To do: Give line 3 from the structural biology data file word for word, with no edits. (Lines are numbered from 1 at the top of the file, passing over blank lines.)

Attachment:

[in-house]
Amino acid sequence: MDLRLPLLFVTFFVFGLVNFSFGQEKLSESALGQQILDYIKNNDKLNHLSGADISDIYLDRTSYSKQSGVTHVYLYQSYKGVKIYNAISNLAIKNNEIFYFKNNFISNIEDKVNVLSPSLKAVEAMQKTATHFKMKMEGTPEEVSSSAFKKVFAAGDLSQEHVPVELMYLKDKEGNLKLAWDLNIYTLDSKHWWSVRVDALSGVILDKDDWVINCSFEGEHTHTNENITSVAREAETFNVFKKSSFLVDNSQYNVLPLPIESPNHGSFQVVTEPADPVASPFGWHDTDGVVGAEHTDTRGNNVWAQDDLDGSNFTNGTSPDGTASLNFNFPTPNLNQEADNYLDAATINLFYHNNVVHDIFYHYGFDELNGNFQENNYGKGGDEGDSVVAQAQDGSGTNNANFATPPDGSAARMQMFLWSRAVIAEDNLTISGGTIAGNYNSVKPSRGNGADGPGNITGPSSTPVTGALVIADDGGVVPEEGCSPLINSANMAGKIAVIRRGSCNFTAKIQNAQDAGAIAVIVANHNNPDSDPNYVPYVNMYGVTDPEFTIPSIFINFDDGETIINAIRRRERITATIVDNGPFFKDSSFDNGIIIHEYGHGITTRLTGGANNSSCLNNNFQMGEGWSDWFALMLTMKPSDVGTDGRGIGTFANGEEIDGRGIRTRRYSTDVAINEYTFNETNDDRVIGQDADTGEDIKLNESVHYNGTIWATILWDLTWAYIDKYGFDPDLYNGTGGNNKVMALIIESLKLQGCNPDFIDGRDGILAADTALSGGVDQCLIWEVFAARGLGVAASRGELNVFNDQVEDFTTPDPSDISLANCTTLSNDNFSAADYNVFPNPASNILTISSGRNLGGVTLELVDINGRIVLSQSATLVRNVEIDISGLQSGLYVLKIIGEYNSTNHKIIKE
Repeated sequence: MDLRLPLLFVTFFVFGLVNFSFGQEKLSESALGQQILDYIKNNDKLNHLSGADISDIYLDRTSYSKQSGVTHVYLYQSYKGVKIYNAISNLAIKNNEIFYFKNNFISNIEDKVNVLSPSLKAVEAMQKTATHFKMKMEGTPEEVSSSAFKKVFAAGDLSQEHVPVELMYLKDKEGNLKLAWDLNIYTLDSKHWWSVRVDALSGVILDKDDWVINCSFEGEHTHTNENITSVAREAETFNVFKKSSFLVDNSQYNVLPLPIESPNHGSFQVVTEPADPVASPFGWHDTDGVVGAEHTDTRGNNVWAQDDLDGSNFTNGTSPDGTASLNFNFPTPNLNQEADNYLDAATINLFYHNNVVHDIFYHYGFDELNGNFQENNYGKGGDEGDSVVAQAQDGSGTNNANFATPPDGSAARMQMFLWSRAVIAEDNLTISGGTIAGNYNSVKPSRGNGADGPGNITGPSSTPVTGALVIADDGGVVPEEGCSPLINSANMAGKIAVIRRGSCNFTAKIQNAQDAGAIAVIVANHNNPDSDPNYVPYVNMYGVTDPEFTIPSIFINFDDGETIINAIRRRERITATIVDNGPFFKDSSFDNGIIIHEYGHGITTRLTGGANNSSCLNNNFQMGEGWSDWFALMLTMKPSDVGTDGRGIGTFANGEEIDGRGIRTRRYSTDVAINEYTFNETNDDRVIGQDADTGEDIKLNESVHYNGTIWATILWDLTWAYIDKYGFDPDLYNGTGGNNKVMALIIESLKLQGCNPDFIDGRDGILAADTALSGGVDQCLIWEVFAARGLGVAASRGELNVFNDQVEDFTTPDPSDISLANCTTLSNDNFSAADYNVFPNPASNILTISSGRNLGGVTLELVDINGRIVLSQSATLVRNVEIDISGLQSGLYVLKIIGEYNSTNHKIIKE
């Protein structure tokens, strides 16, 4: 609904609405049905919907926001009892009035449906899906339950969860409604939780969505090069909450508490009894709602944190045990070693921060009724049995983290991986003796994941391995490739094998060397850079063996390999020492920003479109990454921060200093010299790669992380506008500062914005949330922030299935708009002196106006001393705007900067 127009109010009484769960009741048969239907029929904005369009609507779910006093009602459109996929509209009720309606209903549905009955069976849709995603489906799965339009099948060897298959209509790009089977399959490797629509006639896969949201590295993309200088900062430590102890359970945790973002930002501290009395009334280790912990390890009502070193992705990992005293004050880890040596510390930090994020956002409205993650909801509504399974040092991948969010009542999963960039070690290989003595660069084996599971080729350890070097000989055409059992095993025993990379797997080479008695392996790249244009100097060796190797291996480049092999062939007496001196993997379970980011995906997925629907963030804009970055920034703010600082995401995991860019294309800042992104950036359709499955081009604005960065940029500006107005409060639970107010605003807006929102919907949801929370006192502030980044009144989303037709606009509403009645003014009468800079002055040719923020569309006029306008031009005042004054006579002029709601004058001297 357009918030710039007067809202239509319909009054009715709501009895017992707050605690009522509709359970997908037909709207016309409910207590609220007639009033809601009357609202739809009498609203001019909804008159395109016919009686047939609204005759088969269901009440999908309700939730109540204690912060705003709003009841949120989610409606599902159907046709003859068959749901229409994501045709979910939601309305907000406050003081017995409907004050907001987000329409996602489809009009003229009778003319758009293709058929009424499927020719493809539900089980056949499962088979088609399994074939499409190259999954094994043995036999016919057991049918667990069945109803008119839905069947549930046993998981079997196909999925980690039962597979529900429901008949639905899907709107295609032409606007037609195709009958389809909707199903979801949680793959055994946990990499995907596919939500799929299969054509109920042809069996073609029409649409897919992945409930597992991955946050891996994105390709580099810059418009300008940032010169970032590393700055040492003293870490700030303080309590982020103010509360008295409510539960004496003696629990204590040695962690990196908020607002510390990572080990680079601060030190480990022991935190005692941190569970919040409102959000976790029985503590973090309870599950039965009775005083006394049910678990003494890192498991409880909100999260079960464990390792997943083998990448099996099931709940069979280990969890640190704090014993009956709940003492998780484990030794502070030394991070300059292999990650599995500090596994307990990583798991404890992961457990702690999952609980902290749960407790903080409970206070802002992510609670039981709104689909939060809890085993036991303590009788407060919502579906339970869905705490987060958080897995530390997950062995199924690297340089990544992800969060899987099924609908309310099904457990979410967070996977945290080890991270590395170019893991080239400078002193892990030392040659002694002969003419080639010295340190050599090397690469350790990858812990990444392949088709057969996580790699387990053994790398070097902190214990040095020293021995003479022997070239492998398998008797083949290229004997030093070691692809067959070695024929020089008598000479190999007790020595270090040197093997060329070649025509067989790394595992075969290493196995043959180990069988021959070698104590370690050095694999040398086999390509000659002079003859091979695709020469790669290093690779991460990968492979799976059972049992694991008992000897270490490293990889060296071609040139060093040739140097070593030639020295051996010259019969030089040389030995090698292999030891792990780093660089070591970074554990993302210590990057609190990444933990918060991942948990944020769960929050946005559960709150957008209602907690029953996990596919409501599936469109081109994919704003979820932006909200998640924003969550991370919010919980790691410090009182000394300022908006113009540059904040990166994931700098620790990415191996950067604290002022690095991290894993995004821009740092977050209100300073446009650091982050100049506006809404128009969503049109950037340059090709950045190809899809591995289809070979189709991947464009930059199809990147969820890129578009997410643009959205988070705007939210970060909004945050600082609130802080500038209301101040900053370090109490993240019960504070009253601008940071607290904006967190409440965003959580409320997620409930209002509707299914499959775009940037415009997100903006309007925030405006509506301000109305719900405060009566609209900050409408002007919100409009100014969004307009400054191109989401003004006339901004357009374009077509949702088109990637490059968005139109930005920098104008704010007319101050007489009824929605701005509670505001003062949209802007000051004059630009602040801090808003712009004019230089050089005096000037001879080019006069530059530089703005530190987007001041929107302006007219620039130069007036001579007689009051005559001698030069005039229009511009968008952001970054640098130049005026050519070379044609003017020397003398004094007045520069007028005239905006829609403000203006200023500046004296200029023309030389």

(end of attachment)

Repeated sequence: MDLRLPLLFVTFFVFGLVNFSFGQEKLSESALGQQILDYIKNNDKLNHLSGADISDIYLDRTSYSKQSGVTHVYLYQSYKGVKIYNAISNLAIKNNEIFYFKNNFISNIEDKVNVLSPSLKAVEAMQKTATHFKMKMEGTPEEVSSSAFKKVFAAGDLSQEHVPVELMYLKDKEGNLKLAWDLNIYTLDSKHWWSVRVDALSGVILDKDDWVINCSFEGEHTHTNENITSVAREAETFNVFKKSSFLVDNSQYNVLPLPIESPNHGSFQVVTEPADPVASPFGWHDTDGVVGAEHTDTRGNNVWAQDDLDGSNFTNGTSPDGTASLNFNFPTPNLNQEADNYLDAATINLFYHNNVVHDIFYHYGFDELNGNFQENNYGKGGDEGDSVVAQAQDGSGTNNANFATPPDGSAARMQMFLWSRAVIAEDNLTISGGTIAGNYNSVKPSRGNGADGPGNITGPSSTPVTGALVIADDGGVVPEEGCSPLINSANMAGKIAVIRRGSCNFTAKIQNAQDAGAIAVIVANHNNPDSDPNYVPYVNMYGVTDPEFTIPSIFINFDDGETIINAIRRRERITATIVDNGPFFKDSSFDNGIIIHEYGHGITTRLTGGANNSSCLNNNFQMGEGWSDWFALMLTMKPSDVGTDGRGIGTFANGEEIDGRGIRTRRYSTDVAINEYTFNETNDDRVIGQDADTGEDIKLNESVHYNGTIWATILWDLTWAYIDKYGFDPDLYNGTGGNNKVMALIIESLKLQGCNPDFIDGRDGILAADTALSGGVDQCLIWEVFAARGLGVAASRGELNVFNDQVEDFTTPDPSDISLANCTTLSNDNFSAADYNVFPNPASNILTISSGRNLGGVTLELVDINGRIVLSQSATLVRNVEIDISGLQSGLYVLKIIGEYNSTNHKIIKE